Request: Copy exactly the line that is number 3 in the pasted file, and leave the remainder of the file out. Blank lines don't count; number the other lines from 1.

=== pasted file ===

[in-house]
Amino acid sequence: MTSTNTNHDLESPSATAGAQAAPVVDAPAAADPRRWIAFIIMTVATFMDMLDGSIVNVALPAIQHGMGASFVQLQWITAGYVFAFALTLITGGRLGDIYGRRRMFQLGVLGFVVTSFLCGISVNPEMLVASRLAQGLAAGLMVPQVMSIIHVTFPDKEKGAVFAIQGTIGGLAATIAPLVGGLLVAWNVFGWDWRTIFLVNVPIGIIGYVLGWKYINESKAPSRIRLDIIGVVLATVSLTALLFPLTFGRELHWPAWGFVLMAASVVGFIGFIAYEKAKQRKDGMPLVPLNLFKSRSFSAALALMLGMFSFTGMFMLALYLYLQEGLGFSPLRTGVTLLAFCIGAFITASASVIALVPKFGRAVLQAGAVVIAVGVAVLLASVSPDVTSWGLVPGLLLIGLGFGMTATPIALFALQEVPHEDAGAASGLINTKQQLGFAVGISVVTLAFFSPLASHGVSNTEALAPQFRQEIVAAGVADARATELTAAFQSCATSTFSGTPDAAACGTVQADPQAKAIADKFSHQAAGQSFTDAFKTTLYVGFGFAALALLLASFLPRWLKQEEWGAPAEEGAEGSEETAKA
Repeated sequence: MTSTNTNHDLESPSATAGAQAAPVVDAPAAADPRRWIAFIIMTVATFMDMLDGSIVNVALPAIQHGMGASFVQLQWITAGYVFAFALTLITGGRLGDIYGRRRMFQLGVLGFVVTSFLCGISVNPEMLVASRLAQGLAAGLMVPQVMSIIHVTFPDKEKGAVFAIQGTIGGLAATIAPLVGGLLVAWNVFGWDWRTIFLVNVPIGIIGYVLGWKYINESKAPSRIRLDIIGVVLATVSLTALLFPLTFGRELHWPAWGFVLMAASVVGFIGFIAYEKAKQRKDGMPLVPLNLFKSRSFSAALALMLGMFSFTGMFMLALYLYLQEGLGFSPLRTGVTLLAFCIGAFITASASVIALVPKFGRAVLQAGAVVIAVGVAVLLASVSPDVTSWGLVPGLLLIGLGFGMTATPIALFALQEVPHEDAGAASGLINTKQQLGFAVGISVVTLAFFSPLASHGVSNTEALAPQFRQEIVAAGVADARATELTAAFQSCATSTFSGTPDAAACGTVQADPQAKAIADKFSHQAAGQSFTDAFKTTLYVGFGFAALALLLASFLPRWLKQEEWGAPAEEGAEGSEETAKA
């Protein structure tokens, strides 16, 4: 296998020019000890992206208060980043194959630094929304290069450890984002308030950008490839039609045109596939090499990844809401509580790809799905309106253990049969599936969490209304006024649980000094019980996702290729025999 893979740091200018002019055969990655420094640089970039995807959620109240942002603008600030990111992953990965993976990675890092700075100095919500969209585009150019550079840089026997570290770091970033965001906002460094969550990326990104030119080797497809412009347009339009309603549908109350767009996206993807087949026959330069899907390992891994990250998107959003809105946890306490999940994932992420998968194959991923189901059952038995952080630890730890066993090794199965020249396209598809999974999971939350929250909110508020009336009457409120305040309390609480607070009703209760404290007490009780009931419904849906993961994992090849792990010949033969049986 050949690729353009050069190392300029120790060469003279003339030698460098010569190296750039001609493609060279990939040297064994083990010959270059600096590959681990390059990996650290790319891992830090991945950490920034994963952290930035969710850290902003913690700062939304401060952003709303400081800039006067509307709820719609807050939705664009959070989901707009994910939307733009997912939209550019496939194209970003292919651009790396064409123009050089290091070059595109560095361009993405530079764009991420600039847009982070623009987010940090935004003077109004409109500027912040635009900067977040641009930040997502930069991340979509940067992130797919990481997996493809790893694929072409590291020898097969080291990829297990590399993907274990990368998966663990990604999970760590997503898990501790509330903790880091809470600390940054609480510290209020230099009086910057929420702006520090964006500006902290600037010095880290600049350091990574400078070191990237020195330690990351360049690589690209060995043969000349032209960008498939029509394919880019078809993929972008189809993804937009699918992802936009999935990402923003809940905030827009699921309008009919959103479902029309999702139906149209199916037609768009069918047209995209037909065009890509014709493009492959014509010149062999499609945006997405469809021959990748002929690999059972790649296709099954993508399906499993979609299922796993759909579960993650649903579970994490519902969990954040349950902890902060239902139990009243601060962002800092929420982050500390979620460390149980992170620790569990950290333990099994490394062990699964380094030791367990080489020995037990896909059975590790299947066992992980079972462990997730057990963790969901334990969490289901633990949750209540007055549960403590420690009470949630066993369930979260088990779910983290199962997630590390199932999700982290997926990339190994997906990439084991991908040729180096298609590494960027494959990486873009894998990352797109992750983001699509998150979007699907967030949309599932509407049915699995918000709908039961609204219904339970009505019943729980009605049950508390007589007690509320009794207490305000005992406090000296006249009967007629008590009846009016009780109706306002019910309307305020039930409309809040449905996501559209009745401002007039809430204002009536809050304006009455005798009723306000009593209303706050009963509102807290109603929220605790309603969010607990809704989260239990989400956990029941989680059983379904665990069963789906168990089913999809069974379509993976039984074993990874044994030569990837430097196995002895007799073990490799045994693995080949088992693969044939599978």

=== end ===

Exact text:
Repeated sequence: MTSTNTNHDLESPSATAGAQAAPVVDAPAAADPRRWIAFIIMTVATFMDMLDGSIVNVALPAIQHGMGASFVQLQWITAGYVFAFALTLITGGRLGDIYGRRRMFQLGVLGFVVTSFLCGISVNPEMLVASRLAQGLAAGLMVPQVMSIIHVTFPDKEKGAVFAIQGTIGGLAATIAPLVGGLLVAWNVFGWDWRTIFLVNVPIGIIGYVLGWKYINESKAPSRIRLDIIGVVLATVSLTALLFPLTFGRELHWPAWGFVLMAASVVGFIGFIAYEKAKQRKDGMPLVPLNLFKSRSFSAALALMLGMFSFTGMFMLALYLYLQEGLGFSPLRTGVTLLAFCIGAFITASASVIALVPKFGRAVLQAGAVVIAVGVAVLLASVSPDVTSWGLVPGLLLIGLGFGMTATPIALFALQEVPHEDAGAASGLINTKQQLGFAVGISVVTLAFFSPLASHGVSNTEALAPQFRQEIVAAGVADARATELTAAFQSCATSTFSGTPDAAACGTVQADPQAKAIADKFSHQAAGQSFTDAFKTTLYVGFGFAALALLLASFLPRWLKQEEWGAPAEEGAEGSEETAKA